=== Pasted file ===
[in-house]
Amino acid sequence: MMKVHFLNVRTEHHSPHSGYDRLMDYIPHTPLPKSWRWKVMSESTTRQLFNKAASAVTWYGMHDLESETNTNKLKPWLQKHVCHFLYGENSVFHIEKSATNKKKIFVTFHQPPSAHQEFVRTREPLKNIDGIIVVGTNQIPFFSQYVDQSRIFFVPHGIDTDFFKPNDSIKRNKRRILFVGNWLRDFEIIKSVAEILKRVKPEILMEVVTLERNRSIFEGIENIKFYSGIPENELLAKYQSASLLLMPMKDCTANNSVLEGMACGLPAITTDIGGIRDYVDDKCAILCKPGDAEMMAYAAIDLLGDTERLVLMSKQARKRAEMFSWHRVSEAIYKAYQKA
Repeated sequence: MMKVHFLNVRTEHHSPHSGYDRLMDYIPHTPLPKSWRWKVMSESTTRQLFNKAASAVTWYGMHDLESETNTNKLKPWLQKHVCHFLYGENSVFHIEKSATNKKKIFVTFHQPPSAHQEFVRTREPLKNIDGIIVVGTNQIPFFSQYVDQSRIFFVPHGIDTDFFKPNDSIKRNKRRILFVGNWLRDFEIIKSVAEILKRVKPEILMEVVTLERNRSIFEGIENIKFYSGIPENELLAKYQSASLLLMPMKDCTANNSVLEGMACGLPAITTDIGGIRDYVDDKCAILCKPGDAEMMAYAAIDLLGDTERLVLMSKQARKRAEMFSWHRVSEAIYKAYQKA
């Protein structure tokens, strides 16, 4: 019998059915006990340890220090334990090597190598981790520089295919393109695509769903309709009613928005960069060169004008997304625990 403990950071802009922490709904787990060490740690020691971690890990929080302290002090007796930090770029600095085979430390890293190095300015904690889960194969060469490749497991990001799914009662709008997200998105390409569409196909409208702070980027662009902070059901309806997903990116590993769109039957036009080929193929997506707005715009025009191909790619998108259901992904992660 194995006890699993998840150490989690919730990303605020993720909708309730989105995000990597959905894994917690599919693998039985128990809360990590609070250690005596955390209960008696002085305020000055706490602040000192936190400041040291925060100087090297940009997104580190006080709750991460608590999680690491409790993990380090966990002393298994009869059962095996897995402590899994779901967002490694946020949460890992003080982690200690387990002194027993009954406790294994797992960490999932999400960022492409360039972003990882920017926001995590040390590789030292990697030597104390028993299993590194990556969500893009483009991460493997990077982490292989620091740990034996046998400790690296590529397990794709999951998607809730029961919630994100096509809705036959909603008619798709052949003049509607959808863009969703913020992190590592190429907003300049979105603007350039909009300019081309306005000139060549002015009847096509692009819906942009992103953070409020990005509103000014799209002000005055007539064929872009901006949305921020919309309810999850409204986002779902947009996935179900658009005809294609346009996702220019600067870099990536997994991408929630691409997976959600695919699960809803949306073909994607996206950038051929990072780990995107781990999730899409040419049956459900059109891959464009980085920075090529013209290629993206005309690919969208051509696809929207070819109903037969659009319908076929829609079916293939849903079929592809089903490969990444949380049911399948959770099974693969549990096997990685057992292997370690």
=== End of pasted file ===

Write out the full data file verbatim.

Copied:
[in-house]
Amino acid sequence: MMKVHFLNVRTEHHSPHSGYDRLMDYIPHTPLPKSWRWKVMSESTTRQLFNKAASAVTWYGMHDLESETNTNKLKPWLQKHVCHFLYGENSVFHIEKSATNKKKIFVTFHQPPSAHQEFVRTREPLKNIDGIIVVGTNQIPFFSQYVDQSRIFFVPHGIDTDFFKPNDSIKRNKRRILFVGNWLRDFEIIKSVAEILKRVKPEILMEVVTLERNRSIFEGIENIKFYSGIPENELLAKYQSASLLLMPMKDCTANNSVLEGMACGLPAITTDIGGIRDYVDDKCAILCKPGDAEMMAYAAIDLLGDTERLVLMSKQARKRAEMFSWHRVSEAIYKAYQKA
Repeated sequence: MMKVHFLNVRTEHHSPHSGYDRLMDYIPHTPLPKSWRWKVMSESTTRQLFNKAASAVTWYGMHDLESETNTNKLKPWLQKHVCHFLYGENSVFHIEKSATNKKKIFVTFHQPPSAHQEFVRTREPLKNIDGIIVVGTNQIPFFSQYVDQSRIFFVPHGIDTDFFKPNDSIKRNKRRILFVGNWLRDFEIIKSVAEILKRVKPEILMEVVTLERNRSIFEGIENIKFYSGIPENELLAKYQSASLLLMPMKDCTANNSVLEGMACGLPAITTDIGGIRDYVDDKCAILCKPGDAEMMAYAAIDLLGDTERLVLMSKQARKRAEMFSWHRVSEAIYKAYQKA
């Protein structure tokens, strides 16, 4: 019998059915006990340890220090334990090597190598981790520089295919393109695509769903309709009613928005960069060169004008997304625990 403990950071802009922490709904787990060490740690020691971690890990929080302290002090007796930090770029600095085979430390890293190095300015904690889960194969060469490749497991990001799914009662709008997200998105390409569409196909409208702070980027662009902070059901309806997903990116590993769109039957036009080929193929997506707005715009025009191909790619998108259901992904992660 194995006890699993998840150490989690919730990303605020993720909708309730989105995000990597959905894994917690599919693998039985128990809360990590609070250690005596955390209960008696002085305020000055706490602040000192936190400041040291925060100087090297940009997104580190006080709750991460608590999680690491409790993990380090966990002393298994009869059962095996897995402590899994779901967002490694946020949460890992003080982690200690387990002194027993009954406790294994797992960490999932999400960022492409360039972003990882920017926001995590040390590789030292990697030597104390028993299993590194990556969500893009483009991460493997990077982490292989620091740990034996046998400790690296590529397990794709999951998607809730029961919630994100096509809705036959909603008619798709052949003049509607959808863009969703913020992190590592190429907003300049979105603007350039909009300019081309306005000139060549002015009847096509692009819906942009992103953070409020990005509103000014799209002000005055007539064929872009901006949305921020919309309810999850409204986002779902947009996935179900658009005809294609346009996702220019600067870099990536997994991408929630691409997976959600695919699960809803949306073909994607996206950038051929990072780990995107781990999730899409040419049956459900059109891959464009980085920075090529013209290629993206005309690919969208051509696809929207070819109903037969659009319908076929829609079916293939849903079929592809089903490969990444949380049911399948959770099974693969549990096997990685057992292997370690």